NICEATM is interested in receiving available data and information on approaches and technologies currently used to identify substances with the potential to cause acute systemic toxicity. This information will be used to assess the state of the science and determine technical needs for non-animal test methods to evaluate the potential of chemicals to induce acute systemic toxicity.
Acute inhalation toxicity tests evaluate the potential for chemicals to cause illness or injury when inhaled for a short period of time. NICEATM and collaborators have organized webinars and workshops to review the state of the science of alternatives to animal use for acute inhalation toxicity testing and identify opportunities for replacement of animal use.
Representatives from regulatory agencies, academia, and industries developed strategies for advancing alternative methods for product safety testing that meet the needs of regulatory agencies at a 2015 workshop on Alternative Approaches for Identifying Acute Systemic Toxicity: Moving from Research to Regulatory Testing. During this workshop, several resources were identified as necessary for meaningful progress in identifying and implementing alternatives: high quality reference data, training on use and interpretation of computational approaches, and global harmonization of testing requirements. The workshop proceedings have been submitted for publication and include conclusions and recommendations from the participants on in vitro and in silico approaches to reduce or replace animal use for acute toxicity testing.
NICEATM evaluated the use of high-throughput screening (HTS) data from the interagency Tox21 and the U.S. Environmental Protection Agency’s (EPA) ToxCastTM programs to reduce animal use for acute oral toxicity testing. The HTS data were analyzed for correlation and model fit to rat oral LD50 data to determine which tests or combinations of tests best characterized the rat oral toxicity data. The analyses suggested that, for some substances, combinations of data from in vitro and small organism assays, such as the zebrafish, offer promise for predicting rat oral toxicity outcomes. This project was described in a poster presentation (Polk et al.) at the 2015 Annual Meeting of the Society of Toxicology.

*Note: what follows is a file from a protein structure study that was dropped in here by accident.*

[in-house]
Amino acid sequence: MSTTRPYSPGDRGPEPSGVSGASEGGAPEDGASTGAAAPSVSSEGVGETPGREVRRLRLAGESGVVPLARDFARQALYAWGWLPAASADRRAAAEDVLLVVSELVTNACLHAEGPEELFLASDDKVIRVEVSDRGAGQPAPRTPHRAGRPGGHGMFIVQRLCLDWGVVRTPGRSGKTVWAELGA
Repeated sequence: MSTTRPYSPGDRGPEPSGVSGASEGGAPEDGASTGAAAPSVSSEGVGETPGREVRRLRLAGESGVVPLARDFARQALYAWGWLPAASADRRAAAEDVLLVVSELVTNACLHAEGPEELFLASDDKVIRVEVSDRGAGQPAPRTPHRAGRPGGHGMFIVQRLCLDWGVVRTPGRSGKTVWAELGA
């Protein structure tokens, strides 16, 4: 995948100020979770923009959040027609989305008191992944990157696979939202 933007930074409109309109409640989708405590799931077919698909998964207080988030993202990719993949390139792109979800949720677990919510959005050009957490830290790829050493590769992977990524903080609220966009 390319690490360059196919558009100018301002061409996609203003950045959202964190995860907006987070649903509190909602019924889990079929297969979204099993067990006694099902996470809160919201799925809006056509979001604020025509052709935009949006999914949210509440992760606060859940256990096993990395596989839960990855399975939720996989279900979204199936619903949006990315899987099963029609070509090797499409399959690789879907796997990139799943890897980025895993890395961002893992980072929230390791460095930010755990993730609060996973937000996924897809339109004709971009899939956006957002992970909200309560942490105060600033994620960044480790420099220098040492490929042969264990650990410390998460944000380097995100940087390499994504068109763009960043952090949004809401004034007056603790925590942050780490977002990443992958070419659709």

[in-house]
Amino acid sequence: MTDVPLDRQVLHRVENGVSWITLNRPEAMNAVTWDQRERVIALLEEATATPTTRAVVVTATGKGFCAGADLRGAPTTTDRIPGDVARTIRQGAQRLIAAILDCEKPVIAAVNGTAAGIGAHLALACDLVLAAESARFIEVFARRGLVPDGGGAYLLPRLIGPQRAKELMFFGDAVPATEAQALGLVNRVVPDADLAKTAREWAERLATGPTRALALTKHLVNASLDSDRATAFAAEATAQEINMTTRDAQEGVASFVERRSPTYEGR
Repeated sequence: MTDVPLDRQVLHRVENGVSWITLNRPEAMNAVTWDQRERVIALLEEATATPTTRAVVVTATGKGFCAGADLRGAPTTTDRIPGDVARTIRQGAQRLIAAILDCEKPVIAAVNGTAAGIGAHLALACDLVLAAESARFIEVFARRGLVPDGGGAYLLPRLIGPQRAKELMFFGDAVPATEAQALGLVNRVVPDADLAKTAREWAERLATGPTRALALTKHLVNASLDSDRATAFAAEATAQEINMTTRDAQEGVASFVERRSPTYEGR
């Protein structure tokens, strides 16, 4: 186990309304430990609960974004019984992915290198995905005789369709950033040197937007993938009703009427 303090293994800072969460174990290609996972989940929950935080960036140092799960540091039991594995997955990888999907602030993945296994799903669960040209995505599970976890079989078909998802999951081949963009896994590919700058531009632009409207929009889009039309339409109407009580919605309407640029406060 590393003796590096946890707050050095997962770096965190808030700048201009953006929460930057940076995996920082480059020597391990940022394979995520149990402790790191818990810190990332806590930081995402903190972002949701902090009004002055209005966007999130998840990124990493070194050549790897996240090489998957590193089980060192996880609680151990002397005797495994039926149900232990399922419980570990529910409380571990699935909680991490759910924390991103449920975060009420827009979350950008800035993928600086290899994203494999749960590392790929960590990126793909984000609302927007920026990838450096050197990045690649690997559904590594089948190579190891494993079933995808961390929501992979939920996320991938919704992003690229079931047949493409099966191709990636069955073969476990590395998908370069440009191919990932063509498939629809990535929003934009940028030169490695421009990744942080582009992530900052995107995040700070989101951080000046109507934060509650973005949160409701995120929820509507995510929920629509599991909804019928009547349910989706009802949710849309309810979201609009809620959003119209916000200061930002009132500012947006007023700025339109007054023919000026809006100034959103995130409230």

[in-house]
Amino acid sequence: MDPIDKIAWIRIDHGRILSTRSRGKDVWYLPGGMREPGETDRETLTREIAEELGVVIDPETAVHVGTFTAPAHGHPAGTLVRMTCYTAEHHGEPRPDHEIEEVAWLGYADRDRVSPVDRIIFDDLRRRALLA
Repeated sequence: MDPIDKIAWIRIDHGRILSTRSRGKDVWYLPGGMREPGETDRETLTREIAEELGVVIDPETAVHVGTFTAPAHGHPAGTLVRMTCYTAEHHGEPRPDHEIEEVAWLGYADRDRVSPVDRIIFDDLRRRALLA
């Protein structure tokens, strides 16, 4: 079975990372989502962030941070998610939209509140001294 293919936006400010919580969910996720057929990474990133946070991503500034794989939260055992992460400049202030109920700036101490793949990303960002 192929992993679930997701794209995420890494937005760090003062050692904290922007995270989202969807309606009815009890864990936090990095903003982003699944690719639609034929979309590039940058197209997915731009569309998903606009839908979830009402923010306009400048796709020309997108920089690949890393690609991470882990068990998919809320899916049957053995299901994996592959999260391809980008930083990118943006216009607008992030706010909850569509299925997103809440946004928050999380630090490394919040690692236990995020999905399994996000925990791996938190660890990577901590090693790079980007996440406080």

Acute oral and dermal systemic toxicity test data are used to determine hazard label requirements needed to protect pesticide users, workers, and handlers. Dermal systemic toxicity test data are also used to establish the type of personal protective equipment required for occupational pesticide users.
In an effort to determine if acute oral toxicity data can be used to reliably assign EPA acute dermal hazard classifications, NICEATM collected acute oral toxicity data for pesticide active ingredients and EPA provided similar information for pesticide formulations. NICEATM performed reviews of the data so that only high quality data were used to evaluate the usefulness and limitations of the acute oral toxicity data in estimating dermal hazard classifications. The outcome of this effort may result in reduced animal use for pesticide testing. EPA used a portion of this analysis to support draft guidance for waiving the acute dermal toxicity test for pesticide formulations. This project was summarized in a poster (Paris et al.) presented at the 2015 Annual Meeting of the Society of Toxicology.
To assist with ongoing efforts, NICEATM formed an interest group with members from federal agencies, nongovernmental organizations, international validation organizations, and national and international animal welfare organizations. The focus of this group is to identify alternative methods for acute oral toxicity testing and determine the steps necessary to advance their implementation.